For individuals who have back pain so severe they are no longer able to work, applying for SSDI is an important option, said Ed Swierczek, Allsup
Belleville, IL (PRWEB) May 08, 2013
A recent study finds that chronic lower back pain may be alleviated by osteopathic manipulation, a treatment that includes moving muscles and joints with gentle pressure, stretching and resistance. Allsup, a nationwide provider of Social Security Disability Insurance (SSDI) representation, recommends documenting these types of medical treatments when seeking SSDI benefits for severe back pain or spinal conditions.
The study, published in the March/April edition of the Annals of Family Medicine, was funded by the National Institutes of Health-National Center for Complementary and Alternative Medicine and the Osteopathic Heritage Foundation. More than 60 percent of the participants who underwent eight weeks of osteopathic manipulation reported moderate improvement in their symptoms. Half of those respondents said their pain improved substantially.
Lower back pain is the most common cause of job-related disability, according to the National Institute of Neurological Disorders and Stroke. For individuals who have back pain so severe they are no longer able to work, applying for SSDI is an important option, said Ed Swierczek, a senior claimant representative for Allsup.
“Chronic lower back pain is a common symptom for many disabilities of the back and spine, including spinal stenosis, osteoarthritis and degenerative disc disease,” Swierczek said. “Pain due to these types of conditions is not easily measured, so it’s important to discuss and document how the pain impacts your daily activities with your physician, as well as any treatments you undergo to alleviate the pain.”
Securing the treating physician’s opinions on how the pain impacts the ability to work also is key, Swierczek added. “SSDI is a medically based program, so evidence from the treating physician typically is assigned the most weight and is an important piece of documentation when applying for disability benefits,” he explained.
SSDI operates separately from the retirement and Supplemental Security Income programs. It is funded by FICA payroll taxes paid by workers and their employers. SSDI provides monthly benefits to individuals who are under full retirement age (age 65 or older) and who can no longer work because of a severe disability expected to last for more than 12 months or is terminal. Find more about SSDI eligibility on Allsup.com.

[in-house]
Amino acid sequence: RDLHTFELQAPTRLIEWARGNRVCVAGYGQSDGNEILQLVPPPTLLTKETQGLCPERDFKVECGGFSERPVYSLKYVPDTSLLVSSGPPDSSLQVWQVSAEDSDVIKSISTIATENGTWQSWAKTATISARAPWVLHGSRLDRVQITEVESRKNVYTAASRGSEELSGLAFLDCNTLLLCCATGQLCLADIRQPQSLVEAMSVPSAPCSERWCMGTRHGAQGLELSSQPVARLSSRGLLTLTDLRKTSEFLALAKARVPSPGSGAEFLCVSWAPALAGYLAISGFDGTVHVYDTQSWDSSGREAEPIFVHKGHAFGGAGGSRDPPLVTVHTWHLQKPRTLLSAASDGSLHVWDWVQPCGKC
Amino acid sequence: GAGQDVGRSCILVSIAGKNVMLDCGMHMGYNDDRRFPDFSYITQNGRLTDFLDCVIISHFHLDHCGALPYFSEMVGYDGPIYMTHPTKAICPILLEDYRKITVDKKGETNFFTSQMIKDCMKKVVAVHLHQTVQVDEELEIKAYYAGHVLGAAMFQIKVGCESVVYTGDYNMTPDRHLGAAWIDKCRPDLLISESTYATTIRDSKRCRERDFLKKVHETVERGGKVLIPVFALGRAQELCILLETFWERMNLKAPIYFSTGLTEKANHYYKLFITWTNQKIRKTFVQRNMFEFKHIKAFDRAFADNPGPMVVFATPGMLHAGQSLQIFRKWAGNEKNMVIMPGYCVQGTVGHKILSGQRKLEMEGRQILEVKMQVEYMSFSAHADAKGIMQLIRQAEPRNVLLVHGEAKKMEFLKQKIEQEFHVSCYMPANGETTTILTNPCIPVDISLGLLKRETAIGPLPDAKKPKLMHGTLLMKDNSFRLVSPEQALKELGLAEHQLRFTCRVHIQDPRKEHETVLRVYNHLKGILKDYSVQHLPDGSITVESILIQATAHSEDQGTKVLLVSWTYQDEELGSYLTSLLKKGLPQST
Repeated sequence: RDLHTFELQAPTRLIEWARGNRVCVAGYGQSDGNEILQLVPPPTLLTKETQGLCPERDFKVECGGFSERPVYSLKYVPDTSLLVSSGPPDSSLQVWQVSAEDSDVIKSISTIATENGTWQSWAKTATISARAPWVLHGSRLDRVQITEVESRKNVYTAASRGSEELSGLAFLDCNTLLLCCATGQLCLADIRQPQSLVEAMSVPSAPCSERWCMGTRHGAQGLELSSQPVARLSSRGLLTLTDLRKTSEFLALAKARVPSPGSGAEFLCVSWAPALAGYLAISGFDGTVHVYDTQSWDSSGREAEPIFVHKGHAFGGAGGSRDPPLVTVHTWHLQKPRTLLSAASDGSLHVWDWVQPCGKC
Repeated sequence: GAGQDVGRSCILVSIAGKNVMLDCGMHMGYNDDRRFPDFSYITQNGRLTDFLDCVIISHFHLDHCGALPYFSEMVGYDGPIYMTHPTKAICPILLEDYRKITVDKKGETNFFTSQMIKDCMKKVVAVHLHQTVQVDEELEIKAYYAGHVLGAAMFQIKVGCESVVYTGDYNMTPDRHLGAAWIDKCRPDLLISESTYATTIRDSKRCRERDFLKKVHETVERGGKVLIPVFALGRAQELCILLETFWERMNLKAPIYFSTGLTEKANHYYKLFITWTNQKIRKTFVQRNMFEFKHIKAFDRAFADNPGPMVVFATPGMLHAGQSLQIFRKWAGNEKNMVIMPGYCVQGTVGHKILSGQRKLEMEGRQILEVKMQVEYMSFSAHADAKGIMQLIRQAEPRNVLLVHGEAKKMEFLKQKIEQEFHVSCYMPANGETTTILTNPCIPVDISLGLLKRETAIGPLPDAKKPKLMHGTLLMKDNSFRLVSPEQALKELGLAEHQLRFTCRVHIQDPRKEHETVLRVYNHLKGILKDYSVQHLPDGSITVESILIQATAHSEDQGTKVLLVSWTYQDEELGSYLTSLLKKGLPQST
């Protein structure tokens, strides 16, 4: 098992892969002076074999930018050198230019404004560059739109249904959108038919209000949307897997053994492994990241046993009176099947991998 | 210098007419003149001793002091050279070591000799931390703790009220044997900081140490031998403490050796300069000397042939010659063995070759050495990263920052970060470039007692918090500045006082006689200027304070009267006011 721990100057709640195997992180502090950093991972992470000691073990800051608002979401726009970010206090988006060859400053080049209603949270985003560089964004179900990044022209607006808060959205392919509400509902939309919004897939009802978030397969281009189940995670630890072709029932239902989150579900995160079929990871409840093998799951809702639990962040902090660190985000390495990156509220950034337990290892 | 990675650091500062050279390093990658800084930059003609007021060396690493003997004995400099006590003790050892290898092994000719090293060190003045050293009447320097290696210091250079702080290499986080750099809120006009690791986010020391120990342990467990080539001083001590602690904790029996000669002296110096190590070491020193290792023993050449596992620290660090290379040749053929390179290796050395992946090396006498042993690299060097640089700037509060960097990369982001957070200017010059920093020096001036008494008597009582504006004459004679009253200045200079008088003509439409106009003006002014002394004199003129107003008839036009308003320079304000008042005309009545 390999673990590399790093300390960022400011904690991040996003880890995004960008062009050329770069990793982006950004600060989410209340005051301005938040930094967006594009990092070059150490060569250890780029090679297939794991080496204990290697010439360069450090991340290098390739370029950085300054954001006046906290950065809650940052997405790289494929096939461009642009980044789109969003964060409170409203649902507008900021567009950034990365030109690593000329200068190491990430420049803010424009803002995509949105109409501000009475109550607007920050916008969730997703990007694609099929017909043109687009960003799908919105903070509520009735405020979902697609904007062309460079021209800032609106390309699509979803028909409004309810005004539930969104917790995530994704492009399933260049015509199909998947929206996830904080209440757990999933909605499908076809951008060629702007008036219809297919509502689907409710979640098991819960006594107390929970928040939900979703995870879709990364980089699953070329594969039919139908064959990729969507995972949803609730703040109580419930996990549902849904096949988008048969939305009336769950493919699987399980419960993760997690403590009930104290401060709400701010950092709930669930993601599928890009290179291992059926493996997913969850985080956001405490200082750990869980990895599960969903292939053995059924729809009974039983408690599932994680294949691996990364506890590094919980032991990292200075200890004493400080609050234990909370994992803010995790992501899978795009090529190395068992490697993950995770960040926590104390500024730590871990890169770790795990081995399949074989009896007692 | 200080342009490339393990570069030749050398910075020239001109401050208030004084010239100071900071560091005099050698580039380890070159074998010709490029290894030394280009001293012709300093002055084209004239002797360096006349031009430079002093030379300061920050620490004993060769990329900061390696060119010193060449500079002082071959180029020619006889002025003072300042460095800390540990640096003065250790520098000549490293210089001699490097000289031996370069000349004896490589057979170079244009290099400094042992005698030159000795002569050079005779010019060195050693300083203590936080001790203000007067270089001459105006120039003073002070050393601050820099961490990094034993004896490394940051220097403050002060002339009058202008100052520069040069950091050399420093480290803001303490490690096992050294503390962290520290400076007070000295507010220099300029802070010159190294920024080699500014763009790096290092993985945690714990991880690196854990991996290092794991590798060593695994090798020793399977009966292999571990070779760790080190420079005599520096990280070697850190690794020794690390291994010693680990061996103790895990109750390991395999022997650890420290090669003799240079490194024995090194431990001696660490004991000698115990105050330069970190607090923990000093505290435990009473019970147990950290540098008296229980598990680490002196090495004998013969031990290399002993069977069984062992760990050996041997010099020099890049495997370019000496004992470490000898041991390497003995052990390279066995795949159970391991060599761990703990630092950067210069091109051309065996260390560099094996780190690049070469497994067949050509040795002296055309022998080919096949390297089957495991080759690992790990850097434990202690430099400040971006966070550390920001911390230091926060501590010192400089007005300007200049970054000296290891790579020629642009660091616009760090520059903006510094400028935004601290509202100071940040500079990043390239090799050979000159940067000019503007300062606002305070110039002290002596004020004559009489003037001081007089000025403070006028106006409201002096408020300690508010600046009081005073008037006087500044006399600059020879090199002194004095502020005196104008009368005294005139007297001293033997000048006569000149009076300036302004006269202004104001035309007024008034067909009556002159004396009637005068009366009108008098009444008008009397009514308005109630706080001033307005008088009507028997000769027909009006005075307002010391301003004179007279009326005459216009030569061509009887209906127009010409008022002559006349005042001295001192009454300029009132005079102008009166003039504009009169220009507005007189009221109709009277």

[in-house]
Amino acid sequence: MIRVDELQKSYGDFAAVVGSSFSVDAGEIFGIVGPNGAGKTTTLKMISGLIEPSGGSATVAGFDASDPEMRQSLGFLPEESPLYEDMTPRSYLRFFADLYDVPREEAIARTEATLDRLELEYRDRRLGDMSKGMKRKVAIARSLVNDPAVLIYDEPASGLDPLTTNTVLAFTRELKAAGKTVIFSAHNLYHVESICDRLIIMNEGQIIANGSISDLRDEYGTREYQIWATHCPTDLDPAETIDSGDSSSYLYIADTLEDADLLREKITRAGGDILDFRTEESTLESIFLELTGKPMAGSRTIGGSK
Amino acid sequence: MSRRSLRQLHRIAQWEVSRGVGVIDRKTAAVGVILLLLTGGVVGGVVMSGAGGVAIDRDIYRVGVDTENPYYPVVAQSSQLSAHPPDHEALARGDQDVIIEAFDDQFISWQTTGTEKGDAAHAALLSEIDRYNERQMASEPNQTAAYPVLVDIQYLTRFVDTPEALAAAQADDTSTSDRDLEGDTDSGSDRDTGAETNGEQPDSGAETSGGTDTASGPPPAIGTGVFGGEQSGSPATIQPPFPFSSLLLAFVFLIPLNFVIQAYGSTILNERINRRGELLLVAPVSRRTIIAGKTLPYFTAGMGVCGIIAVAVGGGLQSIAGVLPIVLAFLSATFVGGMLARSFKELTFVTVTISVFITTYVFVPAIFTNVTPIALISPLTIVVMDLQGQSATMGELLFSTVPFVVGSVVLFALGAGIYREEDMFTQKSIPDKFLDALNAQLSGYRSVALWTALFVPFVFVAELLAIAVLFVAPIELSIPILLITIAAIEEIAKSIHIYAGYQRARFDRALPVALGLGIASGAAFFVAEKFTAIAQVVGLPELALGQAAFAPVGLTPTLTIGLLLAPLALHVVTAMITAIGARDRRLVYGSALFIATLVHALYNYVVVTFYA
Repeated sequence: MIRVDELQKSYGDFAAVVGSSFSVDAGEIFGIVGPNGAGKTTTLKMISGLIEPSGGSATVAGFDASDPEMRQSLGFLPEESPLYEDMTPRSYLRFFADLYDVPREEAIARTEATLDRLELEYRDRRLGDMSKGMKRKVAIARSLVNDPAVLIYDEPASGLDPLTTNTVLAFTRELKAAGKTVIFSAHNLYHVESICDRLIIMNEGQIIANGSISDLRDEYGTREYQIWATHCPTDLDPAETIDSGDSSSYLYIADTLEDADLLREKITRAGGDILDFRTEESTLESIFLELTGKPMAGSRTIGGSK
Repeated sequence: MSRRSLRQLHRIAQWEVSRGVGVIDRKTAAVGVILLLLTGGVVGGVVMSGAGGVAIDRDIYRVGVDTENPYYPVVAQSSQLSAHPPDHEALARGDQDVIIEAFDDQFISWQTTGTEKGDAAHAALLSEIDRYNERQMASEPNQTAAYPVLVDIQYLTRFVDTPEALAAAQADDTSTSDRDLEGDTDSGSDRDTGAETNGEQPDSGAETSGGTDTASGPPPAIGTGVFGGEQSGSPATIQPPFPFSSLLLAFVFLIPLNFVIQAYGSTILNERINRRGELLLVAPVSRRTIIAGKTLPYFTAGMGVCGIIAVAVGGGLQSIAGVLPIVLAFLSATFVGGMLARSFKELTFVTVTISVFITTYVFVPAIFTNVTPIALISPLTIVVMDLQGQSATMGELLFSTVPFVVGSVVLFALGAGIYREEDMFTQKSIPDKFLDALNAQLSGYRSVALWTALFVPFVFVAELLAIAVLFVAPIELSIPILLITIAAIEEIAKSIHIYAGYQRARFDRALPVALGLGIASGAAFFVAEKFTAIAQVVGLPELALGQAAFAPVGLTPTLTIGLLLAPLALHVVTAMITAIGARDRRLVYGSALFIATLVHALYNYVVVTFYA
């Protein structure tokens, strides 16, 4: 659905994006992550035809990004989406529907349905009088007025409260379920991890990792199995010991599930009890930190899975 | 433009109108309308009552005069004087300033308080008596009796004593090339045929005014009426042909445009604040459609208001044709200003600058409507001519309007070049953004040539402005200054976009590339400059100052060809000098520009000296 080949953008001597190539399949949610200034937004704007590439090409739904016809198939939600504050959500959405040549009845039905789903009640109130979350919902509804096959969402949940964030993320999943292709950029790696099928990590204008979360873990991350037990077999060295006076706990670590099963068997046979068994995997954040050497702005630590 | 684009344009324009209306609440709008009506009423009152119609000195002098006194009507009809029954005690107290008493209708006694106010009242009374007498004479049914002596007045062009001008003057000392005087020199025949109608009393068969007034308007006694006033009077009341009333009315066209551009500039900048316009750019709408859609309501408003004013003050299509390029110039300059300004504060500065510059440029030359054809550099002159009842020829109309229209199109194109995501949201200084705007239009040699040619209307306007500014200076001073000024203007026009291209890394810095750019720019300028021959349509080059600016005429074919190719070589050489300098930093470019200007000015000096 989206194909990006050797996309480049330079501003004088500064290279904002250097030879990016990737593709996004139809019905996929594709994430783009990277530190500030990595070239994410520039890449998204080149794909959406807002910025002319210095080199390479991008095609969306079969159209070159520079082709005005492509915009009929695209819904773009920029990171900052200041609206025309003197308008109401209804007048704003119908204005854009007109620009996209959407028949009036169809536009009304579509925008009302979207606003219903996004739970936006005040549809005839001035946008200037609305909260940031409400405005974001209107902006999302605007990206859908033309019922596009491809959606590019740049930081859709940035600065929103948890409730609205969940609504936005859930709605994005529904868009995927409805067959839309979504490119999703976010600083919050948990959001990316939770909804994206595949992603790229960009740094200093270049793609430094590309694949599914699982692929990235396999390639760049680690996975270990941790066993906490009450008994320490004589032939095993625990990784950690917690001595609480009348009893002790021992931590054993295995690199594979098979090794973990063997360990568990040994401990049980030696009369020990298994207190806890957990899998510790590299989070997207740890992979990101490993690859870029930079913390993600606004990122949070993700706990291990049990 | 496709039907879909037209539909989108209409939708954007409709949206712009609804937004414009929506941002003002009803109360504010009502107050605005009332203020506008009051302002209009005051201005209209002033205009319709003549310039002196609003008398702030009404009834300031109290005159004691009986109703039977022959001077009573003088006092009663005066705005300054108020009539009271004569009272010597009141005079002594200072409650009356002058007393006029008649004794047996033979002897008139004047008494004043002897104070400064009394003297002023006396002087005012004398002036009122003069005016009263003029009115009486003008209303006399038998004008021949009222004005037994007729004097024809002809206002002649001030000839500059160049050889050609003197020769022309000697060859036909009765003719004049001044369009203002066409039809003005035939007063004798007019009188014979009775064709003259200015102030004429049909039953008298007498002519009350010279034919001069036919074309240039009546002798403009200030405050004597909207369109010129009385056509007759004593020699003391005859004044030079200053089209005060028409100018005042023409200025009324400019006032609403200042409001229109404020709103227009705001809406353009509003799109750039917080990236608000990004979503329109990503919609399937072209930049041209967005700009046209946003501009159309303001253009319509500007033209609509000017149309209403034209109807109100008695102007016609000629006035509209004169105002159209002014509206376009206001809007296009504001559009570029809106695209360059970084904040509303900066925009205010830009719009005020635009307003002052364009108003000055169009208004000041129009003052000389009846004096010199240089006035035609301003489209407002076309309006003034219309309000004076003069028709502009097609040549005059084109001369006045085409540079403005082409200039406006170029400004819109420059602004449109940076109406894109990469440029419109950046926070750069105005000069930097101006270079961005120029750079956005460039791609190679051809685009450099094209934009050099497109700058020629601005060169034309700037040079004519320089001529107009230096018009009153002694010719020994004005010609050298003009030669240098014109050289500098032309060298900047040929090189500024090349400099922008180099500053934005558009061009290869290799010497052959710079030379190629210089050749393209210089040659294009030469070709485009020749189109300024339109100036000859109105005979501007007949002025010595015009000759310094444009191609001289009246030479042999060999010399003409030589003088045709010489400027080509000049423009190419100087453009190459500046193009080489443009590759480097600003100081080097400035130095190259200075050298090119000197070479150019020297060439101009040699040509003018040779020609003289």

Applying for SSDI is a complex and arduous process. Wait times at the initial application level are up to more than 135 days in some states. Swierczek shared the following tips for people with spinal or back conditions when preparing to apply for Social Security Disability Insurance benefits:
1. Let treating physicians know you are applying for SSDI benefits and ask for their support.
2. Encourage treating physicians to respond promptly to any requests for medical information toward the disability claim. “Ensure your doctors are aware that they may be asked to provide their medical opinion about your ability to function,” Swierczek advised.
3. Prepare for a lengthy wait. Two-thirds of initial applications are denied by the SSA, which means that many applicants must go through additional levels of Social Security’s claims review process before receiving benefits.
4. Anticipate being told to do “other work” by the SSA. “If you are under age 50 and have a significant impairment that precludes your past work, the SSA may state you can perform another occupation requiring lesser abilities, based on your remaining residual functional capacity,” Swierczek said. “It should be noted that if you are under age 50 and have the ability to do sedentary work, you would not be found disabled under the SSA’s rules.” (Sedentary work is defined as the ability to lift/carry up to 10 pounds occasionally, a minimal amount frequently, sit for six hours in an eight-hour workday and stand/walk for up to two hours in an eight-hour workday.)
5. Seek representation from an advocate such as Allsup. Allsup experts have hundreds of years of combined experience with the SSA and have helped more than 200,000 people obtain benefits more quickly and with less stress.
If you have questions about SSDI eligibility or applying with a spinal or back condition, contact the Allsup Disability Evaluation Center at (800) 678-3276 for a free evaluation.
Allsup is a nationwide provider of Social Security disability, veterans disability appeal, Medicare and Medicare Secondary Payer compliance services for individuals, employers and insurance carriers. Founded in 1984, Allsup employs more than 800 professionals who deliver specialized services supporting people with disabilities and seniors so they may lead lives that are as financially secure and as healthy as possible. The company is based in Belleville, Ill., near St. Louis. For more information, go to http://www.Allsup.com or visit Allsup on Facebook at http://www.facebook.com/Allsupinc.